I’m a problem solver. I love to fix people’s problems, and over the last decade, I’ve honed a reputation for creative problem solving. But I discovered that when I’m the only one to solve problems and put out fires, I become a firefighter. It’s all I have time to do. Every problem routes through me… and usually adds another dozen emails to my inbox. The sad part about firefighting is that it’s not leadership. It consumes all your time so you can’t focus on the things that only you can do. As Ken Blanchard and Mark Miller say in The Secret, leaders can’t work on “Heads Up” activities like vision and strategy if they’re spending all their time on “Heads Down” activities like putting out fires.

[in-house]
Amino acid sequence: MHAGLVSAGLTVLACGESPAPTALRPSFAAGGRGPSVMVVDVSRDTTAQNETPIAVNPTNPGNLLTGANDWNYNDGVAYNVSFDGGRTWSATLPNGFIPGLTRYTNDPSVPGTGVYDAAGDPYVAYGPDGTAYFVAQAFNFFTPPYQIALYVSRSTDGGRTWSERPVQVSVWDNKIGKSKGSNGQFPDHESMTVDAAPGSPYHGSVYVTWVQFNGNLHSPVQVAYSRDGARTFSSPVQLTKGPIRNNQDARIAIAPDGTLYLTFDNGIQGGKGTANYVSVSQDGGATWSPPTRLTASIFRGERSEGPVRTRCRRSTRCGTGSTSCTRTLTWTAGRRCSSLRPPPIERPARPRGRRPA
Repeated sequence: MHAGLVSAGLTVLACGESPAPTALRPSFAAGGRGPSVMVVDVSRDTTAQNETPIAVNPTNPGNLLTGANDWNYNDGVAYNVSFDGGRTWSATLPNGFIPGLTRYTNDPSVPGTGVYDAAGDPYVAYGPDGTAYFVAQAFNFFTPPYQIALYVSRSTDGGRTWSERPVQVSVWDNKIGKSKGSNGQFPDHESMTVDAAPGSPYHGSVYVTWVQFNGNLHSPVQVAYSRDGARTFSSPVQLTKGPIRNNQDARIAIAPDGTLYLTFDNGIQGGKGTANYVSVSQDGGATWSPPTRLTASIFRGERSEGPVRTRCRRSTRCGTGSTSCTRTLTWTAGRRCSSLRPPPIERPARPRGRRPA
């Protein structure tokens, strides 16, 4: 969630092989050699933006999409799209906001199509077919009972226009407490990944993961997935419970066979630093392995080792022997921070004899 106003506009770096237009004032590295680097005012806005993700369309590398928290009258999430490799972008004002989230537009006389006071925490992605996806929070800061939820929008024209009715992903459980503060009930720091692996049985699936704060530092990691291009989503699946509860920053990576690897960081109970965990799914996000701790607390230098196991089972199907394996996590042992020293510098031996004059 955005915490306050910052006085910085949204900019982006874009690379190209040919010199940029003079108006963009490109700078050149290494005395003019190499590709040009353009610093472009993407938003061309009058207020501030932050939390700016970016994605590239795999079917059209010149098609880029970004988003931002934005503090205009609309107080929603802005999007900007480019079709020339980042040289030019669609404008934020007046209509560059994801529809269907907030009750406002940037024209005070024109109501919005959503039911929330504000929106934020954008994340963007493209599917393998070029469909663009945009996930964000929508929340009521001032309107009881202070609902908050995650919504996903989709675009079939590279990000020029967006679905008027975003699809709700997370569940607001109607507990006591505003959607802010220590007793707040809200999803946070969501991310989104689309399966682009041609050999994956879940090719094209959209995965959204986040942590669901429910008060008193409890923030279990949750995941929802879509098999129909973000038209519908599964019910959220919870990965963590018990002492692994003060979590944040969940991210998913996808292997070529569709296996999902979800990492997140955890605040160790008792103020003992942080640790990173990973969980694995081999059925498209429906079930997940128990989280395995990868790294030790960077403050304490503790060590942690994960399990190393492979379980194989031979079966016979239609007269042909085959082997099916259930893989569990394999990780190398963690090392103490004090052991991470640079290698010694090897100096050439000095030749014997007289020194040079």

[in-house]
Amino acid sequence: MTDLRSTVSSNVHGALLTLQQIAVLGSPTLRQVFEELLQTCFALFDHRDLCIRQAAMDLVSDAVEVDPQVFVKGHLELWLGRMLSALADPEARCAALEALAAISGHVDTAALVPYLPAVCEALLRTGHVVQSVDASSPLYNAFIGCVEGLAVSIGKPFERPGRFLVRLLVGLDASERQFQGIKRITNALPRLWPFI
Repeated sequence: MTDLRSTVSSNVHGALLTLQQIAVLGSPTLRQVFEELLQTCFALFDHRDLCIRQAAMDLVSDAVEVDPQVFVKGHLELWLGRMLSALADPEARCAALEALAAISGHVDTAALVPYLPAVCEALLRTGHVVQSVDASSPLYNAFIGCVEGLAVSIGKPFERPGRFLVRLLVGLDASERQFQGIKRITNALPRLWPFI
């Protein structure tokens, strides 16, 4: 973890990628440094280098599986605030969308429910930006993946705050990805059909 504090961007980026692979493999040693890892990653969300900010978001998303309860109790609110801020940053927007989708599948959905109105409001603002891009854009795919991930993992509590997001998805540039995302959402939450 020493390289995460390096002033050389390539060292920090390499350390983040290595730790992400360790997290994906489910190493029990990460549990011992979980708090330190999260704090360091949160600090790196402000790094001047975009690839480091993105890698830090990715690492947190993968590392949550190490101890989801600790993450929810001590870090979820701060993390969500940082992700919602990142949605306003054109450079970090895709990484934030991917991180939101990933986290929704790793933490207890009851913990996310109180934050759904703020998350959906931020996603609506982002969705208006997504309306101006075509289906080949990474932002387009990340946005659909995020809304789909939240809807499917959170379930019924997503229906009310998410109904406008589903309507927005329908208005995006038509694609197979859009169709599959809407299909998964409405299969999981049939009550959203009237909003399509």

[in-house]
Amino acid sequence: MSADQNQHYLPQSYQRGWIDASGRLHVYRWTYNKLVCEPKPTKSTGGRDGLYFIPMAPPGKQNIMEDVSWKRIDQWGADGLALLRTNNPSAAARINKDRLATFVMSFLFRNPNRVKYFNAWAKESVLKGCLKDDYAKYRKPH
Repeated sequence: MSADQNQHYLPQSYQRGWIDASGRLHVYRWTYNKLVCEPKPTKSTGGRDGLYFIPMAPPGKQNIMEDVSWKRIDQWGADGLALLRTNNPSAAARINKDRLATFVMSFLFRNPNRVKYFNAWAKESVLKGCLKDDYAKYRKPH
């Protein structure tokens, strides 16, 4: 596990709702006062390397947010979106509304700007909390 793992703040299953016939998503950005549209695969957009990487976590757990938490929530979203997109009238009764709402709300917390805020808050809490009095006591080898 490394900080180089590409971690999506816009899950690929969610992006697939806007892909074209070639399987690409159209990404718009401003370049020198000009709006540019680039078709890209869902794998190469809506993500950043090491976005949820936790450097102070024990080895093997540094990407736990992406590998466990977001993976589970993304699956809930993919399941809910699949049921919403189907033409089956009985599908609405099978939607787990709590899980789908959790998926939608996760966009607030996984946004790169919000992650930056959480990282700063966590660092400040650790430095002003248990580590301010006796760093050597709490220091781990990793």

So I’ve learned to turn it around. If my staff present a problem to me, the best way to respond is with a question: “what do you think we should do?” Put the onus on them, and draw them into the solution process. There’s a good chance they have some ideas. If they don’t, they will next time they bring a problem to me. I now keep a sign on my desk that says, “Equip problem solvers.” I’d rather do that than be the Chief Problem Solver.

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